PITTSBURGH — After the mob finished using the third base side of the infield as a trampoline and the man of the last three hours was finally given a chance to escape, Nathan Kirby started dishing out hugs like he was at a family reunion.
The Virginia pitcher wrapped up Daniel Pinero, the rangy shortstop who, moments before, lunged just enough to his left to keep history alive.
Kirby embraced Whit Mayberry, the right-handed reliever who spent the ninth inning throwing in the bullpen, hoping to never touch the mound.
Kirby saved his tightest squeeze for Nate Irving, the veteran catcher who doubled as guidance counselor when the pressure mounted.
In the background, the glow of the Charles L. Cost Field scoreboard provided reason for the spontaneous celebration.
It was just past the 11 o’clock hour on Friday evening — April 4, 2014 — and Nathan Kirby had just tossed UVa’s fifth no-hitter of the last 50 years.
“It’s kind of cliché,” Kirby said after he was done with the teammate affection, “but it was a blur.”
The headliner to No. 1 Virginia’s 4-0 win over Pitt is impatient by nature.
“I hate waiting more than anything,” Kirby said.
All week, the western Pennsylvania forecast called for heavy rain when the Cavaliers and Panthers were scheduled to begin their three-game series.
A 3 p.m., Friday, start was wishful thinking and a noon press release confirmed it. Kirby wasn’t going to throw his first pitch until after 7:30 p.m.
With an extra four hours to kill, the sophomore tried his best to pass the time by playing cards with his fellow staff members in the lobby of the Hilton Garden Inn.
“We just kind of hung,” he said.
The Wahoos were eventually greeted at Cost Field by whipping winds and a dark cloud hanging over the left field wall.
Another storm meant another delay.
Kirby’s initial delivery — a 93 mph fastball that missed high — wasn’t fired to Pitt’s Stephen Vranka until 8:20 p.m.
His final offering — a grounder-inducing breaking ball to Dylan Wolsonovich — came at 10:59 p.m.
In between, Kirby authored an epic performance.
“The velocity on his fastball was really overpowering,” said UVa coach Brian O’Connor. “He had a great fastball with location. He was working ahead in the count. And he had just that devastating curveball that he could throw with two strikes underneath those right-handed hitters.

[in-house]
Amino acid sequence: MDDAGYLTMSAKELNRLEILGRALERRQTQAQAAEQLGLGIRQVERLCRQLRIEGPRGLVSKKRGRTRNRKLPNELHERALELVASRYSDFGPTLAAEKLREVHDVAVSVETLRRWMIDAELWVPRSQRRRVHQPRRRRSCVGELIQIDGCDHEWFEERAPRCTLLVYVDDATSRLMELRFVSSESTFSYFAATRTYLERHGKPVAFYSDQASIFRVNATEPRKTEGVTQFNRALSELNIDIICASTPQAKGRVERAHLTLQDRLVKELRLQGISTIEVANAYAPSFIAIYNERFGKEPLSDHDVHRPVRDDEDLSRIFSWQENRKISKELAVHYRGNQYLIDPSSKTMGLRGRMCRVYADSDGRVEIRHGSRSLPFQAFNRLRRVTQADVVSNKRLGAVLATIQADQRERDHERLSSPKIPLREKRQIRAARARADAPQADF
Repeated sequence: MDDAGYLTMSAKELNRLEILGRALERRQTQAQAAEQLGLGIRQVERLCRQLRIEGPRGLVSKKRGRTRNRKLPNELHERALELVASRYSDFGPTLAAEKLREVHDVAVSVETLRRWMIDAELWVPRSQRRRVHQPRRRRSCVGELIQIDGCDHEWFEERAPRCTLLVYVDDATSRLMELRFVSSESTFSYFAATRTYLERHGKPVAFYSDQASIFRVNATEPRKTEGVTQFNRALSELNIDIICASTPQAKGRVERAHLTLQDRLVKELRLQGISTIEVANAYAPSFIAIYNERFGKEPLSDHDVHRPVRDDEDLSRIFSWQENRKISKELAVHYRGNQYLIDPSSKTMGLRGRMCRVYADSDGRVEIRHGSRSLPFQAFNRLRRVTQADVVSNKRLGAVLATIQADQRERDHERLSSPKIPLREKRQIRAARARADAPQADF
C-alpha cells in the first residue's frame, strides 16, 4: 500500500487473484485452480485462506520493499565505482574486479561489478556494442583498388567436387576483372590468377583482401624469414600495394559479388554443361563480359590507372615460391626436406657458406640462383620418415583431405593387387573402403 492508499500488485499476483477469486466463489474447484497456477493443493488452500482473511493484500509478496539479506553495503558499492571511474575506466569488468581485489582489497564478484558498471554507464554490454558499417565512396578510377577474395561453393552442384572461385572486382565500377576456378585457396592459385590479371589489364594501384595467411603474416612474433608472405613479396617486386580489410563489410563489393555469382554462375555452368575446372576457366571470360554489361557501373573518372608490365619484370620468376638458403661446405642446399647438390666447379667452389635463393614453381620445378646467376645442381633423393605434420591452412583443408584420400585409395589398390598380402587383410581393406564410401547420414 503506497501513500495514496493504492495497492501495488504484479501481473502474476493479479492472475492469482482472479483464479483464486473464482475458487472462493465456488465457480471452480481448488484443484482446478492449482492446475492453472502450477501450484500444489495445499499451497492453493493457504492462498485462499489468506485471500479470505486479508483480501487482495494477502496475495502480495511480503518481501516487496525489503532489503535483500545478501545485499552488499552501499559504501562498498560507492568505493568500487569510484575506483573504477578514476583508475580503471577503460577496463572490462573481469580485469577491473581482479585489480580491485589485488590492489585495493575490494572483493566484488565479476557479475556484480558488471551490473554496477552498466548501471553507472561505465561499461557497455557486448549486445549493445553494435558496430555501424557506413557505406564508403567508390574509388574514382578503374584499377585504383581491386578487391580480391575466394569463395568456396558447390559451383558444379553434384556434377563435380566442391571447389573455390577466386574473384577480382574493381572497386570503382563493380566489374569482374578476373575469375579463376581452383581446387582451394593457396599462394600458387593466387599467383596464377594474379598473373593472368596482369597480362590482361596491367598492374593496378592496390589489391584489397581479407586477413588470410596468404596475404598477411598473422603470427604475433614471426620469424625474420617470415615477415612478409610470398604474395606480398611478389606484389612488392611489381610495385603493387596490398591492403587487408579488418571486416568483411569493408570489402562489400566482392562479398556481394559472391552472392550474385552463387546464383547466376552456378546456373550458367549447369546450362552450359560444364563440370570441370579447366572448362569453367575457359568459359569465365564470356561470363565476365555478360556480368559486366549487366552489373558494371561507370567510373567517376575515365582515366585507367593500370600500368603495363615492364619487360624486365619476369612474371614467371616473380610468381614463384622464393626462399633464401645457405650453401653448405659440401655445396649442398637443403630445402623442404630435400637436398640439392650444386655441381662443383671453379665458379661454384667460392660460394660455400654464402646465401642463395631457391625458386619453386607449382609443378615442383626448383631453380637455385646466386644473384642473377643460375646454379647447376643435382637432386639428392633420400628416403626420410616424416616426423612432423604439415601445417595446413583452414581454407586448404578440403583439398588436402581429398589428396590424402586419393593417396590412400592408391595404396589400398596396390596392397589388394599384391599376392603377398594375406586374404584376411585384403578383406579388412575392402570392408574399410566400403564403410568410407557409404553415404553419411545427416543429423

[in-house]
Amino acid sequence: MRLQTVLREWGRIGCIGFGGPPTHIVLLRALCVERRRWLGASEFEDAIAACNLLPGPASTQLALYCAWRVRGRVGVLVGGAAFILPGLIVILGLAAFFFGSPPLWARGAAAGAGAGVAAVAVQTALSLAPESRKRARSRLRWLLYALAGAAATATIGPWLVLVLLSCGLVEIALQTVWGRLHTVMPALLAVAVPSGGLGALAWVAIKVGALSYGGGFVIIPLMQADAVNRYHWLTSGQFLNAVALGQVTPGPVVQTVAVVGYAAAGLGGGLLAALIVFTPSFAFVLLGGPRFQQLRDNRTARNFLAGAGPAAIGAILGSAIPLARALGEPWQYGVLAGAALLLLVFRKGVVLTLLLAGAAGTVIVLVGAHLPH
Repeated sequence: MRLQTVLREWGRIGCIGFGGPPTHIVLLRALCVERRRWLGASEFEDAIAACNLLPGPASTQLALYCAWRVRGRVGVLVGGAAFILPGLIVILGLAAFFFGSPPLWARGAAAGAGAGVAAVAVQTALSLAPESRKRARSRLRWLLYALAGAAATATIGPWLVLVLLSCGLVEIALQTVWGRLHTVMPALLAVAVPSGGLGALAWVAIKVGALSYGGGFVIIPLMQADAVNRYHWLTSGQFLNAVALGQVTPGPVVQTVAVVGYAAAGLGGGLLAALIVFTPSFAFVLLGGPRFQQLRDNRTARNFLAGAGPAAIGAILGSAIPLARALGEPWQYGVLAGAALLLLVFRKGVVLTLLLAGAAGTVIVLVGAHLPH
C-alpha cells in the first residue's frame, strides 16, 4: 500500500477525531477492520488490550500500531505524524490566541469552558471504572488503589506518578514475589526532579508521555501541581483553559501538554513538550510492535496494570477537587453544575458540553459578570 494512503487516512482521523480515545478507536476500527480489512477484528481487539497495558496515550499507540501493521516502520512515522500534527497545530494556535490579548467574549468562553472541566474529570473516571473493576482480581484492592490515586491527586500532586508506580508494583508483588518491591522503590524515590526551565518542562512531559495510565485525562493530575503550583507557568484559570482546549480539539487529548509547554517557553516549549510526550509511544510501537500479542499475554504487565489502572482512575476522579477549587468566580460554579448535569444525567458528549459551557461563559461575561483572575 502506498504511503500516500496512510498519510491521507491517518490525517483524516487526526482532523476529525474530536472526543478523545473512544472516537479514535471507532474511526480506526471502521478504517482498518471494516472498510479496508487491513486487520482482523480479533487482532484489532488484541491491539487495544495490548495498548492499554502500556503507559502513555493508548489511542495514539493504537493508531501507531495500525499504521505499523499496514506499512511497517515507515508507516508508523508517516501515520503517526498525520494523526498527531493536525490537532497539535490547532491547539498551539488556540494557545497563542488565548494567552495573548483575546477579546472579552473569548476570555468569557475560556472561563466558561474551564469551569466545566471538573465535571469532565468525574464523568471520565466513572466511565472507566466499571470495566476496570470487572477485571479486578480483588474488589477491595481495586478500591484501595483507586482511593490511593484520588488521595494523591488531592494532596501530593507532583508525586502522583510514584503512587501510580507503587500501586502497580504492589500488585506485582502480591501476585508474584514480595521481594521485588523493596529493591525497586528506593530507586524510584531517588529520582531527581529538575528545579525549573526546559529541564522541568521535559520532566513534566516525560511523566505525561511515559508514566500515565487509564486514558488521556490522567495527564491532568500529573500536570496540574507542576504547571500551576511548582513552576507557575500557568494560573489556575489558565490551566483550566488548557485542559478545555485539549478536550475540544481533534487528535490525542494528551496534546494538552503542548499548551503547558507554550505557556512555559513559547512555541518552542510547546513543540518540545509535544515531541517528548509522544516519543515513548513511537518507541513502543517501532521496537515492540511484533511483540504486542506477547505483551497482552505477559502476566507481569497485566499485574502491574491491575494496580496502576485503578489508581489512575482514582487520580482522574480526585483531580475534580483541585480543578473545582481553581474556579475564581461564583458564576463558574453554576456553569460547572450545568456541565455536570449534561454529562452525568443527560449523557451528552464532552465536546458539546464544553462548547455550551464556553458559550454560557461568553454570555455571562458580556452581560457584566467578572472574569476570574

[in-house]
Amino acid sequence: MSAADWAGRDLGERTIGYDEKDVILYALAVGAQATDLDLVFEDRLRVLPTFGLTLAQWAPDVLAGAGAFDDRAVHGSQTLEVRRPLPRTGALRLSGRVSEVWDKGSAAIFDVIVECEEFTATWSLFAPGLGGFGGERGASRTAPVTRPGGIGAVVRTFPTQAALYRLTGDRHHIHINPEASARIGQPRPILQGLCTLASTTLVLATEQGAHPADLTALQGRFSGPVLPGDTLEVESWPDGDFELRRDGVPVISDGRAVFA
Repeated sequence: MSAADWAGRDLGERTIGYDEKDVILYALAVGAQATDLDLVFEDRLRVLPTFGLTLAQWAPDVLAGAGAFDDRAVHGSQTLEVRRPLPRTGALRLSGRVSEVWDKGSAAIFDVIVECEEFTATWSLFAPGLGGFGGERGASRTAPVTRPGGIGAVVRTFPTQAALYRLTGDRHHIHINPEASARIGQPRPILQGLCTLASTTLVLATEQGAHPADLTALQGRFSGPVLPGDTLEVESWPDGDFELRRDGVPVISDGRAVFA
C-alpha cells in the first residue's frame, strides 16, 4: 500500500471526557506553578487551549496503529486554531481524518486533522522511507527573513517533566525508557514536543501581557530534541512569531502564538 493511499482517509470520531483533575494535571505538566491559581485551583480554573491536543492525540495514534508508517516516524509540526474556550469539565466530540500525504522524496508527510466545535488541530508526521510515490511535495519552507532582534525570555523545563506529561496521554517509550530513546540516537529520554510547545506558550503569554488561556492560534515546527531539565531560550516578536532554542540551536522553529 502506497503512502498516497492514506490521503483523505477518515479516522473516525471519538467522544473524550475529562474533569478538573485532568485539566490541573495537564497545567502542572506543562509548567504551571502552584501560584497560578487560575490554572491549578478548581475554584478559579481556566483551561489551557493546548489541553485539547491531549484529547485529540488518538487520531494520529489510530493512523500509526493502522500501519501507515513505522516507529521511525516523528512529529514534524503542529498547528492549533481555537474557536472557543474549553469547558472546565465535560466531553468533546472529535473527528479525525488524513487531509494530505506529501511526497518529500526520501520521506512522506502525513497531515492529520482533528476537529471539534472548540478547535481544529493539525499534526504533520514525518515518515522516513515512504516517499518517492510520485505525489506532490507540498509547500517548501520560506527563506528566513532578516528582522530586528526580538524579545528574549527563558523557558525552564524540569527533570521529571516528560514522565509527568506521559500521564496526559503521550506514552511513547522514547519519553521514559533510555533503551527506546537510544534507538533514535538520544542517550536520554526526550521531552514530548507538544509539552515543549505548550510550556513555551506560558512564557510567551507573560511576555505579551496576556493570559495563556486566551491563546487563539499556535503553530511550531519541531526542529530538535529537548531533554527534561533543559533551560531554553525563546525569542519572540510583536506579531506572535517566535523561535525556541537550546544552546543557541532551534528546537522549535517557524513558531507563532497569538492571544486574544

“It was just special.”
Kirby recorded 18 strikeouts, missing an ACC and program record by one K, and issued just a single walk.
He struck out a ridiculous 10 consecutive batters from the second inning to the beginning of the fifth.
“I was just trying to throw strikes,” Kirby said.
Mission accomplished. On 122 pitches, 87 found the zone. He got into a three-ball count on just three occasions.
“I’m speechless,” Irving said. “The adjustments that he made throughout the game, the poise and composure that he showed, I’m speechless.”
Keeping with baseball tradition, talk of the potential no-hitter was non-existent in the dugout.
“He just sat there,” O’Connor said. “Nobody said a word about it. We just kept moving and going on. We had a lot of base-runners tonight, obviously, so there were some times there when he was sitting for a while. It wasn’t a fast game from the other side.
“But nobody said anything like normal and we waited to see what would happen.”
Kirby entered the bottom of the ninth inning with 108 pitches already on his valuable left arm.
“We had Whit Mayberry ready down there just in case we had a base hit,” O’Connor said.
But that never came.
Flirting with history, Kirby got in a 3-0 hole to leadoff man Manny Pazos, prompting a Irving visit.
“It’s not physical anymore,” Irving told Kirby. “It’s not you being able to outlast or you being able to throw strikes. It’s you being able to mentally focus for these last three outs to be able to keep doing what you’ve been doing for the past eight innings.”
A strike followed. Then a fly-out to Joe McCarthy in shallow right field.
“He’s basically my backbone out there,” Kirby said of his junior catcher, a three-year starter.
Crucial out No. 2 was the final strikeout of the night — a breaker that might have actually missed the outer part of the plate, freezing Vranka.
“It was one of those nights where the umpire and I were on the same page a bunch of times,” Kirby admitted. “I got a couple close calls, questionable calls.”
Wolsonovich was Pitt’s last chance. On a 2-2 pitch, the righty sent enough of a poke toward the middle of the infield to threaten the moment.
The 6-foot-5, 200-pound Pinero was playing Wolsonovich to pull the ball, favoring the third base side of his position.
“I was like, ‘God, I got to get to this,’” Pinero said. “I just stuck out my arm, caught the ball. It was cold weather, so the only thing I was really worried about was the throw. I got the throw off. Kenny [Towns] picked me up there and we got the no-hitter.”
In his 11 successful years at Virginia, O’Connor has been on the dugout’s top step for plenty of jaw-dropping pitching shows — see a perfect game from Will Roberts in 2011 as Exhibit A.
But what Kirby did Friday, taking the No. 1 spot on SportsCenter’s “Top Plays,” improving his record to 6-1 and lowering his ERA to 1.03 a year removed from 4-1 and 6.06, won’t soon be forgotten.
“This one’s really special,” O’Connor said, “because of him and where he’s matured and where he’s come from.”